Integral Agile Journal
Posted on: June 5th, 2016
At the end of each Sprint/Iteration, a Demo meeting is held where the Team shows what they accomplished during the past 2 weeks. Given that Agile is an empirical process, and the goal of every Sprint is to product Potentially Shippable Software, only work that meets the Definition of DONE is demonstrated at the end of the Sprint. The Demo usually consists of the development team, the Scrum Master, the Product Owner, but is essentially an open meeting, and all stakeholders, leaders, and interested parties are invited and encouraged to join to observe the team’s progress.
Posted on: May 7th, 2016
The purpose of Sprint/Iteration Planning is for a team to identify and commit to the total amount of work they think they can to accomplish within a 2 week period. In order to have a successful Sprint Planning meeting, there needs to be an organized, prioritized backlog with a sufficient amount of stories in a READY state for the team to pick up and complete within the iteration. A typical Sprint Planning meeting proceeds as follows.
Posted on: April 5th, 2016
Many new agile teams attempt to create stories by architectural layer: one story for the UI, another for the database, etc. This may satisfy Small requirement, but it fails at Independent and Valuable (as part of the Bill Wake’s INVEST model).
Typically, large User Stories can be split using several of patterns. Here are two general rules of thumb in determining the right split to make:
Posted on: March 5th, 2016
These next couple of posts will take things down to the most basic of Agile requirements: the User Story. A User Story is a tool used in the Agile development methodology to capture a description of functionality from an end-user perspective. The user story describes the type of user, what they want and why. It helps to create a simplified description of a software requirement.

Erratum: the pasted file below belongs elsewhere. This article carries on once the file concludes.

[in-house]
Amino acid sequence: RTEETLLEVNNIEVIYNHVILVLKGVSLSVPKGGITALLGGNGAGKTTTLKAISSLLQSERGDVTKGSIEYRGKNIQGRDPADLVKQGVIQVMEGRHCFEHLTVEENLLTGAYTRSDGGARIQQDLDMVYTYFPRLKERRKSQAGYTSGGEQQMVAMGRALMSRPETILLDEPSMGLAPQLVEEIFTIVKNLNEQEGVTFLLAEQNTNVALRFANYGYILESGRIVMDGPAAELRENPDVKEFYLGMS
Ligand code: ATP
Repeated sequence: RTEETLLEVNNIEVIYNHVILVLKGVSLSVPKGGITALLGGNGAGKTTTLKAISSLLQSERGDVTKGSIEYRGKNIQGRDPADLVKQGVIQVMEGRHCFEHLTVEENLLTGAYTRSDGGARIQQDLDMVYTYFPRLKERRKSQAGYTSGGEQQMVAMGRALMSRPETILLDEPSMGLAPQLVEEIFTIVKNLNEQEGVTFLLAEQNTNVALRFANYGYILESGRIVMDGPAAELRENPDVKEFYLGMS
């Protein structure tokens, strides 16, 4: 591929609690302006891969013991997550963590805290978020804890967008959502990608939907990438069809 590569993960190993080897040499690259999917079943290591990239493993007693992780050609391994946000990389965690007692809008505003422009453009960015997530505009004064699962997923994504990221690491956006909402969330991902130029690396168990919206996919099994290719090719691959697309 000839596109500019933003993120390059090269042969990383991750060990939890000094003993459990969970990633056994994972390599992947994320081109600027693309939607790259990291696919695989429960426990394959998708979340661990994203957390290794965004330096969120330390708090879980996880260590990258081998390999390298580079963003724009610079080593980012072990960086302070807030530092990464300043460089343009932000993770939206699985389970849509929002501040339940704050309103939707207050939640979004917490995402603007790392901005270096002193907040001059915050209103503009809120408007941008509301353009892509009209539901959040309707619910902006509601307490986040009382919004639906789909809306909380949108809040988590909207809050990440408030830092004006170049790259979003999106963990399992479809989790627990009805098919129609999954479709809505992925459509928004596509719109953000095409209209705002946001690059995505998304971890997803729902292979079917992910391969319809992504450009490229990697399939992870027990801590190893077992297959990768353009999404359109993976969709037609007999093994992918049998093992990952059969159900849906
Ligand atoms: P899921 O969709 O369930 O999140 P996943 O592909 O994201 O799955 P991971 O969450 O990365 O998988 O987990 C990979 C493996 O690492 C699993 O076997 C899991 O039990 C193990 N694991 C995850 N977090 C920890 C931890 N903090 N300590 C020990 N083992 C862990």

User Story is a brief statement of intent that describes something the system needs to do for the user. We write them to relate business objectives and value:
Posted on: February 14th, 2016
Aliases: Adaptive Management …
Your company has been using a traditional approach to management of engineering projects. Now, senior management wants to change how they manage and execute projects so that they can better deliver software – faster and cheaper.
Posted on: December 14th, 2015
by Bill Rinko-Gay
This blog is a follow-on to the post entitled “Open Book Testing.” If you haven’t already, you may want to read that first.
Once you have reviewed all your test stories it’s time to prepare to execute them. A well planned test execution, in conjunction with a well planned code implementation, helps to actually build quality in as well as verify the quality of the completed software.
Posted on: November 11th, 2015
by Bill Rinko-Gay
There are two components of quality software: building the right thing and building the thing right. One of the most difficult things to get right is knowing what the right thing is. In non-Agile methods this puts the focus on defining complete and detailed requirements. Experience shows that it is very difficult, if not impossible, to specify exactly what you want when you haven’t seen or worked with it yet.
Posted on: September 30th, 2015
by Bill Rinko-Gay
Posted on: August 5th, 2015
Software Development is Not Manufacturing
… Your company likens software development to a production (manufacturing) environment and expects people and processes to reflect the same.
A number of organizations use Waterfall based processes for software development that call for all requirements to be gathered at the start of a project.
Posted on: June 30th, 2015
- How fast are we going?
- What’s our biggest obstacle to velocity?
- Does we have enough requirements defined?
- Are we building the most valuable things we can?
- Is there something we’re deferring that should be worked on now?
- Are we getting things all the way done?
- What would we have if we had to ship tomorrow?